In plain yet powerful language, Pope Francis is challenging the givens of our deeply unequal world — and helping inspire resistance to it.
America’s top corporate CEOs feel entitled to pensions that pay out $86,000 — and more — monthly. To protect their entitlement, they’re attacking ours: Social Security.
Young activists in Switzerland have plutocrats hyperventilating — and spending a fortune to beat back a ballot initiative that would establish a legal limit on the pay gap between top execs and their workers.
Americans are gaining, ever so slowly, a more accurate picture of just how wide the gap has stretched between the nation’s most fabulously privileged and everyone else.
People who cut food stamps — and gut child labor laws — most all had empathy when they came into the world. So what squeezed the empathy out? Analysts are pointing to inequality.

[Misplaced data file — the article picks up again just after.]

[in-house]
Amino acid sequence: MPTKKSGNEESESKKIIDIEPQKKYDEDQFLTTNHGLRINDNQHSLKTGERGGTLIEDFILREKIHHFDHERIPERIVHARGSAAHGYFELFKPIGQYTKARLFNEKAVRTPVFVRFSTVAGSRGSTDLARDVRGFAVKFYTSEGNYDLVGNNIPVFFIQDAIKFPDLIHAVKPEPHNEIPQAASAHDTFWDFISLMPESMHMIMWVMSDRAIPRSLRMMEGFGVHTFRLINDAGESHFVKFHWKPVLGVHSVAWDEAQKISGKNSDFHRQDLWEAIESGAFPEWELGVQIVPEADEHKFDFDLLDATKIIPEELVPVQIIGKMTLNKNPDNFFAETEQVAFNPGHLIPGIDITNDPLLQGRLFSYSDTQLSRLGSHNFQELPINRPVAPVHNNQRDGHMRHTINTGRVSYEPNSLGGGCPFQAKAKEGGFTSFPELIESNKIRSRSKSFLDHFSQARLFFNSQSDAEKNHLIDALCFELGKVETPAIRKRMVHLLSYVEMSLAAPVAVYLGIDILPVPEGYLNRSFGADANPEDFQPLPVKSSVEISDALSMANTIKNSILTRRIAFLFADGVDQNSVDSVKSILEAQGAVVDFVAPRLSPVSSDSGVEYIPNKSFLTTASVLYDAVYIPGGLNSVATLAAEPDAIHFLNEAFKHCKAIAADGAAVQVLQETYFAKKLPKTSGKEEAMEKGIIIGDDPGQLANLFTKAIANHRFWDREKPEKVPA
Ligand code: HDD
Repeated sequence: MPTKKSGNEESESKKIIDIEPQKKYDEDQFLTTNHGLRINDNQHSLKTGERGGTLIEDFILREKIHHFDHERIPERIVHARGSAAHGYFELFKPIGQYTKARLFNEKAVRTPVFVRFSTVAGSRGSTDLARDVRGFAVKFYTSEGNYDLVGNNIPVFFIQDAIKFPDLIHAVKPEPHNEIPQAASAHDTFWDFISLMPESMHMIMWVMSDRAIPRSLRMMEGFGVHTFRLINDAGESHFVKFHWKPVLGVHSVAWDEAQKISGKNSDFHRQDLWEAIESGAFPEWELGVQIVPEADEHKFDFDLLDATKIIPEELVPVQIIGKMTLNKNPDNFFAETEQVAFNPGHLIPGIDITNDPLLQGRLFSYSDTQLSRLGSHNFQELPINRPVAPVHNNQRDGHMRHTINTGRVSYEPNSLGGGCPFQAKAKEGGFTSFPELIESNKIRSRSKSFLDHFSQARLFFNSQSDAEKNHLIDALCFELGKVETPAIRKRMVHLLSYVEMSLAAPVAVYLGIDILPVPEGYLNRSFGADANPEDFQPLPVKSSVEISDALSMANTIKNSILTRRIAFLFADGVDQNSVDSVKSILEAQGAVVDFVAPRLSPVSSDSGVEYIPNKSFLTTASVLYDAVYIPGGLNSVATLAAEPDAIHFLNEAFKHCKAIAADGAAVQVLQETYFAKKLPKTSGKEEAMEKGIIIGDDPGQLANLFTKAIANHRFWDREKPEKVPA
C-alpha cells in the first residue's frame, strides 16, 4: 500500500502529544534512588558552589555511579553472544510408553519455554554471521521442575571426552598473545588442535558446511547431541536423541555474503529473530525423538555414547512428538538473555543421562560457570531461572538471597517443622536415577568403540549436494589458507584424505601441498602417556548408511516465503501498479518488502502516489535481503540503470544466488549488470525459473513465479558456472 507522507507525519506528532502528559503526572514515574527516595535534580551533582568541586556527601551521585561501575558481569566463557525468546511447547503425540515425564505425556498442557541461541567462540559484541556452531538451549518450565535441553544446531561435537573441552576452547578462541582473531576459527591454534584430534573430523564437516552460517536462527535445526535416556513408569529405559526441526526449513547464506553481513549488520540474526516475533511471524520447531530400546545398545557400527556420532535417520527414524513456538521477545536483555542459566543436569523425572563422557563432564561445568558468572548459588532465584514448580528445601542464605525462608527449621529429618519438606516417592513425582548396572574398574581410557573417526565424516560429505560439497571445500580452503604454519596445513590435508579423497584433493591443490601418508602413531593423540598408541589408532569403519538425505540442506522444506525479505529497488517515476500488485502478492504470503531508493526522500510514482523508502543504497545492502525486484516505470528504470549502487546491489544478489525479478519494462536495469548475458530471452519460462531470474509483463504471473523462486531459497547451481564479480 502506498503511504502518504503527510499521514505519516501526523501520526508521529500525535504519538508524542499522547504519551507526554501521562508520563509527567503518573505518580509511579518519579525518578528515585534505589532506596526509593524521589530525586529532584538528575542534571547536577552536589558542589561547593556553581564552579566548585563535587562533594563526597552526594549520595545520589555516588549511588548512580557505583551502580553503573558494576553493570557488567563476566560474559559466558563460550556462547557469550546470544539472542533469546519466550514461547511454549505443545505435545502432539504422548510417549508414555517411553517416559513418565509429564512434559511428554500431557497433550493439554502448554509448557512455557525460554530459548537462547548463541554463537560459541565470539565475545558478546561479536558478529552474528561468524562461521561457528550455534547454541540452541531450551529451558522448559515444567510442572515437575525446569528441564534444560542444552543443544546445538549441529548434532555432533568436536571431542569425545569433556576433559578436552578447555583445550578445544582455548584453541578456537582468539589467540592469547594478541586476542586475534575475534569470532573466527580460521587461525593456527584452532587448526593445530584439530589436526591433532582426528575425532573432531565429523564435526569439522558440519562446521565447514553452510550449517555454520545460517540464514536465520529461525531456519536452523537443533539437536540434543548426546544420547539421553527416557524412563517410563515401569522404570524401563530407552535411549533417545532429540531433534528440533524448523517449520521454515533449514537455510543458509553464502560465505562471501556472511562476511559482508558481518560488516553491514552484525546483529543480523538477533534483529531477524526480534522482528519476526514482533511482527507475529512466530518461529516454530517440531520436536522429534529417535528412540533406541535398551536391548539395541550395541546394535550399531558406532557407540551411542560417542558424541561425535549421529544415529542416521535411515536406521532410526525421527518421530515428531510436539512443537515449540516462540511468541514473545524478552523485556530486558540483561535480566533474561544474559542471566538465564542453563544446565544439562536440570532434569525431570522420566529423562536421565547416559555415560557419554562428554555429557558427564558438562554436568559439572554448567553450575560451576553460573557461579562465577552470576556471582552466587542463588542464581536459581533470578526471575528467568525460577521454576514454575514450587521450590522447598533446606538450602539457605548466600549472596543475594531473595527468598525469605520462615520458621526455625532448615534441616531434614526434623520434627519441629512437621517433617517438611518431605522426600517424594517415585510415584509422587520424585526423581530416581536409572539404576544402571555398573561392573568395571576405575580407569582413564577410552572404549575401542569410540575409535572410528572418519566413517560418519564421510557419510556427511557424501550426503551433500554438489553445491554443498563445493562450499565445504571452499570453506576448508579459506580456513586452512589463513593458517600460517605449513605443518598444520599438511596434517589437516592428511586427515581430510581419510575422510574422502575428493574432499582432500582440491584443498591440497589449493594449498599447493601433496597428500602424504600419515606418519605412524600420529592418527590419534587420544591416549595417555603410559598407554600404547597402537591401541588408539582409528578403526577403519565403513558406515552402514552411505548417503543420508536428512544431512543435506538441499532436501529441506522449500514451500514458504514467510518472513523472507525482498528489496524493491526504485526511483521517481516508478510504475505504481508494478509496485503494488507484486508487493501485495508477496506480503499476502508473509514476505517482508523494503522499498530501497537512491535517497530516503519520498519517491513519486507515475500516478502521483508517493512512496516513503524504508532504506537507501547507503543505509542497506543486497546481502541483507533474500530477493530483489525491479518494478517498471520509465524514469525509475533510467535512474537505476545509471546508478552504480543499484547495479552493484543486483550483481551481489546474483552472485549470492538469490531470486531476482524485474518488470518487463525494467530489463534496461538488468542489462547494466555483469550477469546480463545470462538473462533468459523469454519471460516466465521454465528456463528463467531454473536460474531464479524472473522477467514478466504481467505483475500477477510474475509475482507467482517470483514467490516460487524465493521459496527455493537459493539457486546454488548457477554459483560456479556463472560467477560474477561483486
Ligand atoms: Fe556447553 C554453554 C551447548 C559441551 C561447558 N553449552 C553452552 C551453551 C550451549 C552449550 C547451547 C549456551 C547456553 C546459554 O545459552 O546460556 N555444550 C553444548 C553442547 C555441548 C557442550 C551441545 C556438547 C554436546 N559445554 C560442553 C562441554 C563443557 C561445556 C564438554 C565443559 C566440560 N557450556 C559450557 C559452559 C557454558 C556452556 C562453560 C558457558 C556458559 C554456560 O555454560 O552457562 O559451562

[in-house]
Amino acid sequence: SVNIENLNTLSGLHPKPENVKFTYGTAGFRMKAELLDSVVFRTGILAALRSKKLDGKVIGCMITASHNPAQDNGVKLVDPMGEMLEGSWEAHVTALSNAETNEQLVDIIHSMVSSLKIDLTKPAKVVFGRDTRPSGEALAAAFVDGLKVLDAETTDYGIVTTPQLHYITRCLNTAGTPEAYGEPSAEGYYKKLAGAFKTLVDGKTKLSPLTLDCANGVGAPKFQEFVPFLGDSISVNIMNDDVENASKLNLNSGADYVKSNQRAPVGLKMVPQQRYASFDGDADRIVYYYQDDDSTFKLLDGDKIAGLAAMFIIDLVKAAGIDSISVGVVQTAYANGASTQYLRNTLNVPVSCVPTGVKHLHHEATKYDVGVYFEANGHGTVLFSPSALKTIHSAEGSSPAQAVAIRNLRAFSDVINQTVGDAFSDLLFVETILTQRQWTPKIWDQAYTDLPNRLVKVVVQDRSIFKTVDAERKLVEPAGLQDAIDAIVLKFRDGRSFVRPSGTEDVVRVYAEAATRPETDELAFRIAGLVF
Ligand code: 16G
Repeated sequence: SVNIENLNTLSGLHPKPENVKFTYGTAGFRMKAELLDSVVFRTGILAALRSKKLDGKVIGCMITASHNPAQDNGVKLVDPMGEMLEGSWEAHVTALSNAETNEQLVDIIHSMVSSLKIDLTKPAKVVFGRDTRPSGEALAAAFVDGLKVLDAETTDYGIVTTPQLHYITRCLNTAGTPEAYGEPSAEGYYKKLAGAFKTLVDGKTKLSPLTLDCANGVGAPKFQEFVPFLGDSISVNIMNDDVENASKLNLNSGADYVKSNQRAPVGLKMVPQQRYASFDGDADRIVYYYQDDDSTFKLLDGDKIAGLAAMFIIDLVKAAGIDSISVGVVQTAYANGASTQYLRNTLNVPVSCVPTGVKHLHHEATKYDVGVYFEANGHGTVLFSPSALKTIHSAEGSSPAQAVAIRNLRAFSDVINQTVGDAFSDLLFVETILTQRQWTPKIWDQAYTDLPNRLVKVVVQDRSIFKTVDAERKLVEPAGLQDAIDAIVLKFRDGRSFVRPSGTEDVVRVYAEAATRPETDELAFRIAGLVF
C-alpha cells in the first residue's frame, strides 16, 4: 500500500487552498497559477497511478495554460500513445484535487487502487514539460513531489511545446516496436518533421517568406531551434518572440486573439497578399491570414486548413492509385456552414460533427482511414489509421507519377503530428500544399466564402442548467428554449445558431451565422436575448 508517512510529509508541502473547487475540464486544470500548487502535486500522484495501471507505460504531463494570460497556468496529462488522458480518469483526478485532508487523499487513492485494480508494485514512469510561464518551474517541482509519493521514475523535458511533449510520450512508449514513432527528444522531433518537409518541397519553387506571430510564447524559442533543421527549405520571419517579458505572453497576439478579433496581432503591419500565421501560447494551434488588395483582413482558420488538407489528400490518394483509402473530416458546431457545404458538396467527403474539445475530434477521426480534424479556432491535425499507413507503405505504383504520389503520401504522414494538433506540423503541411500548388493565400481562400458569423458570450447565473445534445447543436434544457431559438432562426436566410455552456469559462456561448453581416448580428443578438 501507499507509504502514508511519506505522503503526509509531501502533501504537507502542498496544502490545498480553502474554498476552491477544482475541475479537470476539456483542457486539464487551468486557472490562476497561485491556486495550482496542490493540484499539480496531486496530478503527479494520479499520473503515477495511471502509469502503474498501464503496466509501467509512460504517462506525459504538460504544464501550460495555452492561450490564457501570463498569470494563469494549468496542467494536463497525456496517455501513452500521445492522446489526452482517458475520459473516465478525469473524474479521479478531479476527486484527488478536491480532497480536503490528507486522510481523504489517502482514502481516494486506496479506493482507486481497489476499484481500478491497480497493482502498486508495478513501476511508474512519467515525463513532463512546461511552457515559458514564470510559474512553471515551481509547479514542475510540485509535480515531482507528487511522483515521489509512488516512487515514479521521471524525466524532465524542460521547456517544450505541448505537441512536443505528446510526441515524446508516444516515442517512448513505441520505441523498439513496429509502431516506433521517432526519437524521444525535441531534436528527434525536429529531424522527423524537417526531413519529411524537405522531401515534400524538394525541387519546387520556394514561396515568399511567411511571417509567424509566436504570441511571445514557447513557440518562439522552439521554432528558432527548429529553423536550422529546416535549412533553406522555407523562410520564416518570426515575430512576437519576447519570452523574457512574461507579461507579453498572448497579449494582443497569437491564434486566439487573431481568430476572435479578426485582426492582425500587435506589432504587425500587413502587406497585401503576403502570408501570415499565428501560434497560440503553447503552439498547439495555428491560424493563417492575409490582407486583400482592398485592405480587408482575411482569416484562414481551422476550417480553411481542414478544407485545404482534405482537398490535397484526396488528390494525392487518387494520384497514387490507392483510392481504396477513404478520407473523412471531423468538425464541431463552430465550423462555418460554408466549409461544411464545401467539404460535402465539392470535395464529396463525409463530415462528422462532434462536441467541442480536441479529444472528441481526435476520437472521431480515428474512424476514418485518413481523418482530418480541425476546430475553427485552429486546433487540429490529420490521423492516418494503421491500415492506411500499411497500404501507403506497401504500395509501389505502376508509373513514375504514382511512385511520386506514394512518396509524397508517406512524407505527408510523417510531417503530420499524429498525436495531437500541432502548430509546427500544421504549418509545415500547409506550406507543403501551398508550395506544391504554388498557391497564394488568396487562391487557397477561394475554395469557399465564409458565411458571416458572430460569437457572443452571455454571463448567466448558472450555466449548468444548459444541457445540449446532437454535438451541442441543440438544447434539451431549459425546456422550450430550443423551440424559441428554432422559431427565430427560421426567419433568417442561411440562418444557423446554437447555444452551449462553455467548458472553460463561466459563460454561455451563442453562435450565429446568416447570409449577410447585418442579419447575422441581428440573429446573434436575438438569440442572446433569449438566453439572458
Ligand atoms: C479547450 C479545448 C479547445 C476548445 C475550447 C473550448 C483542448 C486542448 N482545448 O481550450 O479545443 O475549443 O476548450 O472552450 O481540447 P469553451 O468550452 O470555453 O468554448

America’s top execs don’t have the time to party. They’re too busy waging a corporate holy war against what may be the most promising check yet on executive pay excess.
A tiny tax on global personal wealth over $1 million could ensure that no child anywhere on the planet has to live in extreme poverty.
If the Supreme Court chooses to erase our remaining post-Watergate campaign finance reforms, Richard Nixon’s scandalous reign may come to seem — thanks to growing inequality — mere kid’s play.
Executives at private companies with federal contracts are getting rich off our tax dollars — at the expense of their low-wage workers. But we can turn the tables. Here’s how.
Exactly a hundred years ago, decades of progressive struggle finally paid off and outfitted America with a tool for braking the unlimited accumulation of grand private fortune.